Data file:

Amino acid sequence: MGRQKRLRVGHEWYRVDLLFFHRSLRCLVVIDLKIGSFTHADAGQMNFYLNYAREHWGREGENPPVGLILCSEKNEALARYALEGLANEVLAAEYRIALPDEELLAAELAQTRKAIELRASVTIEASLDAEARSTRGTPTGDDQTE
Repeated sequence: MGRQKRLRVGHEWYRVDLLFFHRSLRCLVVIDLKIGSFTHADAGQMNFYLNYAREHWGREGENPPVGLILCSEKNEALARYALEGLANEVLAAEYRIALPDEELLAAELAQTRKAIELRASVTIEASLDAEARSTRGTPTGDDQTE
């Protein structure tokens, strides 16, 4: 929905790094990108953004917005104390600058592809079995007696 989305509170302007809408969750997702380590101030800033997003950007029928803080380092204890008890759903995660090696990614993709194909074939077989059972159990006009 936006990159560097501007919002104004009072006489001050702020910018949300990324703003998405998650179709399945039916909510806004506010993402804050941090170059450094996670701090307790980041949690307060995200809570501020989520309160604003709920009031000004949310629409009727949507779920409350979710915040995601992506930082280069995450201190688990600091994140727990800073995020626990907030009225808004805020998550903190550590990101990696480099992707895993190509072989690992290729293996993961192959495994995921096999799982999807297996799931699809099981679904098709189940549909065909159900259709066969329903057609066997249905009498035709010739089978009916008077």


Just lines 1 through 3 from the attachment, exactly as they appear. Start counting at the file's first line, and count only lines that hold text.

Amino acid sequence: MGRQKRLRVGHEWYRVDLLFFHRSLRCLVVIDLKIGSFTHADAGQMNFYLNYAREHWGREGENPPVGLILCSEKNEALARYALEGLANEVLAAEYRIALPDEELLAAELAQTRKAIELRASVTIEASLDAEARSTRGTPTGDDQTE
Repeated sequence: MGRQKRLRVGHEWYRVDLLFFHRSLRCLVVIDLKIGSFTHADAGQMNFYLNYAREHWGREGENPPVGLILCSEKNEALARYALEGLANEVLAAEYRIALPDEELLAAELAQTRKAIELRASVTIEASLDAEARSTRGTPTGDDQTE
């Protein structure tokens, strides 16, 4: 929905790094990108953004917005104390600058592809079995007696 989305509170302007809408969750997702380590101030800033997003950007029928803080380092204890008890759903995660090696990614993709194909074939077989059972159990006009 936006990159560097501007919002104004009072006489001050702020910018949300990324703003998405998650179709399945039916909510806004506010993402804050941090170059450094996670701090307790980041949690307060995200809570501020989520309160604003709920009031000004949310629409009727949507779920409350979710915040995601992506930082280069995450201190688990600091994140727990800073995020626990907030009225808004805020998550903190550590990101990696480099992707895993190509072989690992290729293996993961192959495994995921096999799982999807297996799931699809099981679904098709189940549909065909159900259709066969329903057609066997249905009498035709010739089978009916008077």